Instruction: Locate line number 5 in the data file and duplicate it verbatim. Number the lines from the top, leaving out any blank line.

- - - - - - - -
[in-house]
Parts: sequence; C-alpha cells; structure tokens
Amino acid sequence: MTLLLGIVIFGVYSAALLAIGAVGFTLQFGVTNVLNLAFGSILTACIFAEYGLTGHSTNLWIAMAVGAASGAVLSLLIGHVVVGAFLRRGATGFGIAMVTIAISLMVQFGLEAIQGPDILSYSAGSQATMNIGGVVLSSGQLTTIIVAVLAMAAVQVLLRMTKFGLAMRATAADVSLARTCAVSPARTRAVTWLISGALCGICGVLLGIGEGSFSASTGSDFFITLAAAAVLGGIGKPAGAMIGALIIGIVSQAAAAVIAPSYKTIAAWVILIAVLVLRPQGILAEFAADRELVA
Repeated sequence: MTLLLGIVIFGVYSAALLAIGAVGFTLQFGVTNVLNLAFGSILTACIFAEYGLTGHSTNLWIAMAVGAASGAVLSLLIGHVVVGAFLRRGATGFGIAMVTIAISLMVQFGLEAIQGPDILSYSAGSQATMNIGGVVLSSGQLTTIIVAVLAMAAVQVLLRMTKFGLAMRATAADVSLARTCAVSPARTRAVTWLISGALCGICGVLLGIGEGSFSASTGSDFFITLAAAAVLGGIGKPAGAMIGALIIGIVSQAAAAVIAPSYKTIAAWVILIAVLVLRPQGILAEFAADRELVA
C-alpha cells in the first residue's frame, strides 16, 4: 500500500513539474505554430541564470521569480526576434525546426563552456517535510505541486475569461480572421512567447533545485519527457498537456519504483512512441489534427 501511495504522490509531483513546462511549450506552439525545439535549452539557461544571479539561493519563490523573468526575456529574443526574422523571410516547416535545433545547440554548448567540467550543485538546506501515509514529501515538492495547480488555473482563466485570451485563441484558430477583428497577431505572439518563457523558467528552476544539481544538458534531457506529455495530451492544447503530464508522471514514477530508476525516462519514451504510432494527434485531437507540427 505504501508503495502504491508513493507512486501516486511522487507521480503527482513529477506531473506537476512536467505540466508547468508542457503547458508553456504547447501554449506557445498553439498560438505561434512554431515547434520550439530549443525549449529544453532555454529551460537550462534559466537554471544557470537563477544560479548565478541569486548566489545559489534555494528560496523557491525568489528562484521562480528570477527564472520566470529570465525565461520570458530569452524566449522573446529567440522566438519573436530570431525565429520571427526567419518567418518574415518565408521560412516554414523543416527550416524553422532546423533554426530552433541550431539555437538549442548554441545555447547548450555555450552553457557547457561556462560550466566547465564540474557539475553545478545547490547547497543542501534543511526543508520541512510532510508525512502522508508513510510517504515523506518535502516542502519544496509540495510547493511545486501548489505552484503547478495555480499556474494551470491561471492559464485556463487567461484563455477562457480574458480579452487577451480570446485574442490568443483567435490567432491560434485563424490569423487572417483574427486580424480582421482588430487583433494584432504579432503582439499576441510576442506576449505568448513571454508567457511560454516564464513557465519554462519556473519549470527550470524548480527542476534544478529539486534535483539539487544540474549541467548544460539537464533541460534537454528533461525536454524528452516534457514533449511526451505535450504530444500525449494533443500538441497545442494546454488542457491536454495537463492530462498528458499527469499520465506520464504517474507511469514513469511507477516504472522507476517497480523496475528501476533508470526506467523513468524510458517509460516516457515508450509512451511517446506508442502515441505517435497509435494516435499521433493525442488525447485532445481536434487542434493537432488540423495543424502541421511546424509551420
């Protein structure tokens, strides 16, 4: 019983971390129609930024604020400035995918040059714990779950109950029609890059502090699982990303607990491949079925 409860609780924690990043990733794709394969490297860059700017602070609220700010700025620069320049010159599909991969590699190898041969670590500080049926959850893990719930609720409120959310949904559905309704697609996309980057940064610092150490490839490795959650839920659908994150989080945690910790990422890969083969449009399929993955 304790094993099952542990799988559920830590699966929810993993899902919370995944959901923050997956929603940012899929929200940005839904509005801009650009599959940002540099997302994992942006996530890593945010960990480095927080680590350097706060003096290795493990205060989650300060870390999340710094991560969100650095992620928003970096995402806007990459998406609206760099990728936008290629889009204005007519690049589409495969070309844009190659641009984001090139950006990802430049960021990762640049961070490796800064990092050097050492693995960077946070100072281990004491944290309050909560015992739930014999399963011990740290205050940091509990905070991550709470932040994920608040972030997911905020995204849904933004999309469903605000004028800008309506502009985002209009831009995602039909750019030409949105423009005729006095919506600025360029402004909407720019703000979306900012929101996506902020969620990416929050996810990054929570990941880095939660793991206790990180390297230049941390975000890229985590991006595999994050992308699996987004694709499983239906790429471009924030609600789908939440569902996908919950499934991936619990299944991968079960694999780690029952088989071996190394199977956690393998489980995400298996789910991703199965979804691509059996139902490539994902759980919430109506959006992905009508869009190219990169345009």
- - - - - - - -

C-alpha cells in the first residue's frame, strides 16, 4: 500500500513539474505554430541564470521569480526576434525546426563552456517535510505541486475569461480572421512567447533545485519527457498537456519504483512512441489534427 501511495504522490509531483513546462511549450506552439525545439535549452539557461544571479539561493519563490523573468526575456529574443526574422523571410516547416535545433545547440554548448567540467550543485538546506501515509514529501515538492495547480488555473482563466485570451485563441484558430477583428497577431505572439518563457523558467528552476544539481544538458534531457506529455495530451492544447503530464508522471514514477530508476525516462519514451504510432494527434485531437507540427 505504501508503495502504491508513493507512486501516486511522487507521480503527482513529477506531473506537476512536467505540466508547468508542457503547458508553456504547447501554449506557445498553439498560438505561434512554431515547434520550439530549443525549449529544453532555454529551460537550462534559466537554471544557470537563477544560479548565478541569486548566489545559489534555494528560496523557491525568489528562484521562480528570477527564472520566470529570465525565461520570458530569452524566449522573446529567440522566438519573436530570431525565429520571427526567419518567418518574415518565408521560412516554414523543416527550416524553422532546423533554426530552433541550431539555437538549442548554441545555447547548450555555450552553457557547457561556462560550466566547465564540474557539475553545478545547490547547497543542501534543511526543508520541512510532510508525512502522508508513510510517504515523506518535502516542502519544496509540495510547493511545486501548489505552484503547478495555480499556474494551470491561471492559464485556463487567461484563455477562457480574458480579452487577451480570446485574442490568443483567435490567432491560434485563424490569423487572417483574427486580424480582421482588430487583433494584432504579432503582439499576441510576442506576449505568448513571454508567457511560454516564464513557465519554462519556473519549470527550470524548480527542476534544478529539486534535483539539487544540474549541467548544460539537464533541460534537454528533461525536454524528452516534457514533449511526451505535450504530444500525449494533443500538441497545442494546454488542457491536454495537463492530462498528458499527469499520465506520464504517474507511469514513469511507477516504472522507476517497480523496475528501476533508470526506467523513468524510458517509460516516457515508450509512451511517446506508442502515441505517435497509435494516435499521433493525442488525447485532445481536434487542434493537432488540423495543424502541421511546424509551420